I'm having a debate with our infrastructure provider partner.


It's their opinion that to achieve high-availability (HA), one needs to isolate infrastructure at a per-domain level.  So, if one application needs 2 load-balanced web servers, a master database and a slave database, you set 4 nodes up.  For another application, running similar requirements, you set-up another 4 nodes.  So, a total of 8 nodes to manage, and 2 load-balancers.


I feel that's a textbook approach to HA and the smarter way to plan for high-availability is to perform it at a "per-functionality" level.  


Using the same example above, you would have 2 nodes to run both PHP we servers, a central master DB and a slave DB.  Therefore, 4 nodes with 1 load-balancer, and scale-out after monitoring performance. 


The principle is that hardware (and therefore it's failure), is agnostic to the software that runs it.  Will a piece of hardware fail if it's running application A or application B, or will it fail because it has to ?  


This is further exemplified in the cloud, where infrastructure is shared across seemingly independent applications. (key word is seemingly, as the same hardware is virtually running multiple types of software).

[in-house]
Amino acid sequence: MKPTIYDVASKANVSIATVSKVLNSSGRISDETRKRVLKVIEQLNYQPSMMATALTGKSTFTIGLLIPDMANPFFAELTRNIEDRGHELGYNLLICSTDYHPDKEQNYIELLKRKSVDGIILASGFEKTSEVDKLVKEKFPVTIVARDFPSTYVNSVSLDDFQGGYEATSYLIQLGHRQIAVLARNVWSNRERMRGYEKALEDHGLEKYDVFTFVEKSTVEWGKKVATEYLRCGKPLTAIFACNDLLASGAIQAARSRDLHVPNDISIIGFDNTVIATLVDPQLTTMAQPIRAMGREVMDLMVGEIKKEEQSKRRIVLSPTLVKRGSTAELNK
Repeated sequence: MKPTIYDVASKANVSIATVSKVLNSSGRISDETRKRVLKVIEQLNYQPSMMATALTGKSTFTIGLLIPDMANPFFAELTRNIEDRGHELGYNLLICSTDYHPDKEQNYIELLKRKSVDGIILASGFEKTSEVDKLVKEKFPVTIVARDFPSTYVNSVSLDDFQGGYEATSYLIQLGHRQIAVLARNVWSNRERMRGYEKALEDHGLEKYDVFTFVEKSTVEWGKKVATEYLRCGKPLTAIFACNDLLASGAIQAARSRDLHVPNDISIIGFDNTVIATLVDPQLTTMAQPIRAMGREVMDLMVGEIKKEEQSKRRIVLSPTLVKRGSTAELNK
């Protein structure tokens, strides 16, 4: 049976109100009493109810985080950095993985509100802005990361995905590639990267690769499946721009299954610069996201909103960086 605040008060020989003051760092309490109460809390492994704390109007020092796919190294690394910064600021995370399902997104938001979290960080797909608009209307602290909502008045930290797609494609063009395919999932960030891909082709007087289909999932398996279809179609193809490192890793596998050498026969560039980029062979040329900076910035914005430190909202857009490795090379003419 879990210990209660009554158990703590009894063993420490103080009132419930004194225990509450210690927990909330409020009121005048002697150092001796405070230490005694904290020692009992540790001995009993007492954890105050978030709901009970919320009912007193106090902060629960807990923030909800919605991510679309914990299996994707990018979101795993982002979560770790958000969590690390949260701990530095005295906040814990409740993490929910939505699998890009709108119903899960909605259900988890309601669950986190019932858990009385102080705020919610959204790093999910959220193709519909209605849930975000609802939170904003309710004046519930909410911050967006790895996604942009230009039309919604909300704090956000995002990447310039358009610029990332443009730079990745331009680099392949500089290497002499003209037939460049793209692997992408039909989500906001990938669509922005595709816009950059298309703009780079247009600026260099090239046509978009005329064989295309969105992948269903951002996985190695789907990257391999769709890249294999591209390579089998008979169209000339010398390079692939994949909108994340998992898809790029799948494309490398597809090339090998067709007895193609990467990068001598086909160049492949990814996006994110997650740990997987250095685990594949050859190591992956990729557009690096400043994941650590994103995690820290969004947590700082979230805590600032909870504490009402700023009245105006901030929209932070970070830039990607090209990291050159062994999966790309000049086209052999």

One can argue that chance  of failures is a function of number of nodes, but again, I feel that's more a academic response, because management and likely running costs becomes a challenge with more nodes, even in the cloud.


What do others technically-inclined think?


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Quick question - your argument does not seem to take in the fact that running application A + B on the same set of nodes may potentially double the load per server ? Or were you considering increasing the server capacities concurrently ?

My point is if there is capacity on a node, shouldn't we have an ability to add more apps to it, rather than forcing us to have to create a new node just because it is a different app.


@Mahesh: now I get it ! 


I actually had a similar discussion with my co-founder Sandaruwan.


My argument was that aside from capacity, other issues also tend to come into play - such as security and even maintainability (especially if the applications use different technology stacks).


However, his point was that it would be a waste of capacity to have multiple nodes - and that the running costs would also be increased unnecessarily.


In the end we decided to go with multiple apps on a single node, since that seemed to make more sense for our situation.

Yes - and keep measuring it.  If you find there's a problem, move out to additional servers, or spawn new servers just for the app that is loaded.  More often than not, it will only be on specific days.  I would even simply just replicate the entire node.  




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